Original article can be found here ➤ https://www.theadvertiser.com

Ian Edward Biggs
May 29, 1968 ~ December 28, 2019 (age 51)

Memorial services will be held Saturday, January 4, 2020 at 3:00 pm in the Sunrise Chapel at Walters Funeral Home for Ian Edward Biggs, 51, who passed away December 28, 2019. Dr. Rick Smith will conduct the services. Inurnment will follow in Calvary Cemetery.

Left to cherish his memory are his wife, Shannon Webb Biggs of Lafayette; two children, Madison and Ethan Biggs of Lafayette; his parents, the former Sharon Richard and Donald Lester Biggs of Lafayette; four sisters, Shadon Hannie (Edward) Shaleen Biggs Pellerin (Ben Huval), Shauna Price (Troy), and Shanette Cormier (Todd), all of Lafayette; one brother, Donald Biggs II (Candace) of Clinton, La.; his in-laws, Glenn and Madeline Webb; two godchildren, Regan Price and Kati LeBlanc; and numerous nieces and nephews, great nieces and nephews, and aunts and uncles.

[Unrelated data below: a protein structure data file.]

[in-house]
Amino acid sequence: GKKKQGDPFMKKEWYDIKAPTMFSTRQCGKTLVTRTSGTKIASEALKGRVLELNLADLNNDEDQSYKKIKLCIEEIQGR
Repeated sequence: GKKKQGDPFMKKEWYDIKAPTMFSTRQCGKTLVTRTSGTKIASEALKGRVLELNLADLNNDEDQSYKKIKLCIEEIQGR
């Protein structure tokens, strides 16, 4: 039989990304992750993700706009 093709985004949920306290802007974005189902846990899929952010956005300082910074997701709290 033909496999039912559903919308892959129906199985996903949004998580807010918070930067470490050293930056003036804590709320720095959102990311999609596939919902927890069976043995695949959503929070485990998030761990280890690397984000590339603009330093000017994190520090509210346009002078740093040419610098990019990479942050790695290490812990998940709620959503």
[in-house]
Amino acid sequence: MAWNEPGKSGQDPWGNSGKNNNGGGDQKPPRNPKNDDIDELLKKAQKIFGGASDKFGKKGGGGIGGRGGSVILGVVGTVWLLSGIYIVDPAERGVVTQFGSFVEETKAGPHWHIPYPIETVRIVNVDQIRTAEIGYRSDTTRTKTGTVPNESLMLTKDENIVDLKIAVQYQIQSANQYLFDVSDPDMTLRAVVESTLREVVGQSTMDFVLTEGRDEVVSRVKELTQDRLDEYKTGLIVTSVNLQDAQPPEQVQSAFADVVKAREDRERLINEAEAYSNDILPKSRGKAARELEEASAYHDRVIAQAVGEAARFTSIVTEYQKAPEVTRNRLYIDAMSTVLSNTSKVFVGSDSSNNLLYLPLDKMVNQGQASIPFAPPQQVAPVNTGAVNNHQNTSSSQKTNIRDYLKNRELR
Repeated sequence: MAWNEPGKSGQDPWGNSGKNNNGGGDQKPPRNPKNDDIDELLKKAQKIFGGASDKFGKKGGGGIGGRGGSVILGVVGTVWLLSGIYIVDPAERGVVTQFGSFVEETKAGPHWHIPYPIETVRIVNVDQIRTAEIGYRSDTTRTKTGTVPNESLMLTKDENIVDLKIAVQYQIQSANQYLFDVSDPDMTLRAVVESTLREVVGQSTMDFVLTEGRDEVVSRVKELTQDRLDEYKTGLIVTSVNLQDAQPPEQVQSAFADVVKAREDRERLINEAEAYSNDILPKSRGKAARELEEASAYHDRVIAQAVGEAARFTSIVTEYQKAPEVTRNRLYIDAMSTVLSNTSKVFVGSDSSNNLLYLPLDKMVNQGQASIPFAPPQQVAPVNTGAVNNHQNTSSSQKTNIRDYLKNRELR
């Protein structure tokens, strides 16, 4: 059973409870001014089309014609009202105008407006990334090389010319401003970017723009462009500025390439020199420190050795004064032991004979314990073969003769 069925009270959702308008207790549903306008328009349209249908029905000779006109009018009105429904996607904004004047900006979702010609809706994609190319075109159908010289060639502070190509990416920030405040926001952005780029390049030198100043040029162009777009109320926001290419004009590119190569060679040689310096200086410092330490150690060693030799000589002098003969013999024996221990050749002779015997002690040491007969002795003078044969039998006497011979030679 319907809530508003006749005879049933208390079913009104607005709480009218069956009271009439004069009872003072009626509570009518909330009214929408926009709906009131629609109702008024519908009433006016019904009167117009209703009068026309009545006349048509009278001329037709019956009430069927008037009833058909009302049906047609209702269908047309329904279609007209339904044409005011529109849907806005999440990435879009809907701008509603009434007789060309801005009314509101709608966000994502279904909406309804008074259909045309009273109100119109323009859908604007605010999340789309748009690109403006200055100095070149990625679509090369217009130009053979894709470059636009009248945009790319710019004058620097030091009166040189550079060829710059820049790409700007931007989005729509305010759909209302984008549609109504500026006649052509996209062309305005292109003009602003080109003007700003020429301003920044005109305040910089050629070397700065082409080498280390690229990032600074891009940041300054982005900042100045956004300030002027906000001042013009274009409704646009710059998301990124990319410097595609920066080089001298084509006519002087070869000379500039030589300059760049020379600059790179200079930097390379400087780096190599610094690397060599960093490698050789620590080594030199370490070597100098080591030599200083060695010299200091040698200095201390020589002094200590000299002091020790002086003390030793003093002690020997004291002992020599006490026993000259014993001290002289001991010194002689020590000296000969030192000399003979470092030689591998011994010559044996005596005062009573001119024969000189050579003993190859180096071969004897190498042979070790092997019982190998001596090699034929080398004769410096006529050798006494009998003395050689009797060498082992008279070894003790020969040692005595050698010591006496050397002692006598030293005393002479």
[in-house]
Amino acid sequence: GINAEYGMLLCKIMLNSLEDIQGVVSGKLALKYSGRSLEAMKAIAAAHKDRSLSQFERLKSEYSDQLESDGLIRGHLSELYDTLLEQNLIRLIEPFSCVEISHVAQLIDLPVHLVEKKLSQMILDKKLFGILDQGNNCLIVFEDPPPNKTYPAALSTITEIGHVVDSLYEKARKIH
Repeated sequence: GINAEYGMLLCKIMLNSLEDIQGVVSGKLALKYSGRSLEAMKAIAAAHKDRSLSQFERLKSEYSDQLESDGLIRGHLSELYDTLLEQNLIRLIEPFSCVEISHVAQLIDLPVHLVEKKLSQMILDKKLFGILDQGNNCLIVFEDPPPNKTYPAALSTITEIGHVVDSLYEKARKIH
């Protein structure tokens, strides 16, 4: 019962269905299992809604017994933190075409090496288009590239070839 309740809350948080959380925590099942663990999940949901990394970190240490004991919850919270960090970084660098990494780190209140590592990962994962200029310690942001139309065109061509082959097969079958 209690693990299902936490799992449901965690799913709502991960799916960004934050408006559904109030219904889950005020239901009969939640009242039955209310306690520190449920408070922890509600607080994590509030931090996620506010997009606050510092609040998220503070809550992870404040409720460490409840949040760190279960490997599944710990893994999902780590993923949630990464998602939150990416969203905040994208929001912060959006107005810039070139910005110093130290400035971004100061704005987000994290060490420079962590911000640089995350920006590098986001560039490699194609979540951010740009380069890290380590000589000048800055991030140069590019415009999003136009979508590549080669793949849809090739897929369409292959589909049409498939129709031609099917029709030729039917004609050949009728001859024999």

He was preceded in death by his grandparents, Mr. & Mrs. Sidney Richard and Mr. & Mrs. Basal Edward Biggs; his wife's grandparents, Emily "Mim" & Lannie Webb, and Martin & Aline Stutes; and several aunts and uncles.

Ian was born in Franklin, Louisiana on May 29, 1968 to Sharon and Donald Biggs. He graduated from Acadiana High School, and enlisted in the United States Army Reserves before marrying his high school sweetheart, Shannon Webb, in 1990. 

He worked in the oil field industry for many years. Most recently he was employed as a corporate pilot with Global Data Systems.